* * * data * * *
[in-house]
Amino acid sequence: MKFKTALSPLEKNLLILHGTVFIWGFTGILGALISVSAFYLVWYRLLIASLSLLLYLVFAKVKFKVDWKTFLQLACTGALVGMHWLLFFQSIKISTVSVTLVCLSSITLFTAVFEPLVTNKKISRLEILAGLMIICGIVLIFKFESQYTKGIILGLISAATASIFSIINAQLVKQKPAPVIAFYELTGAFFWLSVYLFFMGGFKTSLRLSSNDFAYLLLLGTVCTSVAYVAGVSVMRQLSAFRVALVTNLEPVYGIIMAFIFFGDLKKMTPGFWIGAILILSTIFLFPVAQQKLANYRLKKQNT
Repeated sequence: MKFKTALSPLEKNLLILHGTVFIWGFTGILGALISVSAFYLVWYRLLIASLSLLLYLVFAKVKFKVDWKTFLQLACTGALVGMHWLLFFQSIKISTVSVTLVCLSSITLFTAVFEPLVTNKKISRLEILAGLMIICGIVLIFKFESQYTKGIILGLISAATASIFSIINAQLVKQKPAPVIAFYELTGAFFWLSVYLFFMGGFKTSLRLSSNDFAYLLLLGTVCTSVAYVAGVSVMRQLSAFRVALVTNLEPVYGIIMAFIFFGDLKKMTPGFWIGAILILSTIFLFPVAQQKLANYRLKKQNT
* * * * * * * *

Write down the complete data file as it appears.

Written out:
[in-house]
Amino acid sequence: MKFKTALSPLEKNLLILHGTVFIWGFTGILGALISVSAFYLVWYRLLIASLSLLLYLVFAKVKFKVDWKTFLQLACTGALVGMHWLLFFQSIKISTVSVTLVCLSSITLFTAVFEPLVTNKKISRLEILAGLMIICGIVLIFKFESQYTKGIILGLISAATASIFSIINAQLVKQKPAPVIAFYELTGAFFWLSVYLFFMGGFKTSLRLSSNDFAYLLLLGTVCTSVAYVAGVSVMRQLSAFRVALVTNLEPVYGIIMAFIFFGDLKKMTPGFWIGAILILSTIFLFPVAQQKLANYRLKKQNT
Repeated sequence: MKFKTALSPLEKNLLILHGTVFIWGFTGILGALISVSAFYLVWYRLLIASLSLLLYLVFAKVKFKVDWKTFLQLACTGALVGMHWLLFFQSIKISTVSVTLVCLSSITLFTAVFEPLVTNKKISRLEILAGLMIICGIVLIFKFESQYTKGIILGLISAATASIFSIINAQLVKQKPAPVIAFYELTGAFFWLSVYLFFMGGFKTSLRLSSNDFAYLLLLGTVCTSVAYVAGVSVMRQLSAFRVALVTNLEPVYGIIMAFIFFGDLKKMTPGFWIGAILILSTIFLFPVAQQKLANYRLKKQNT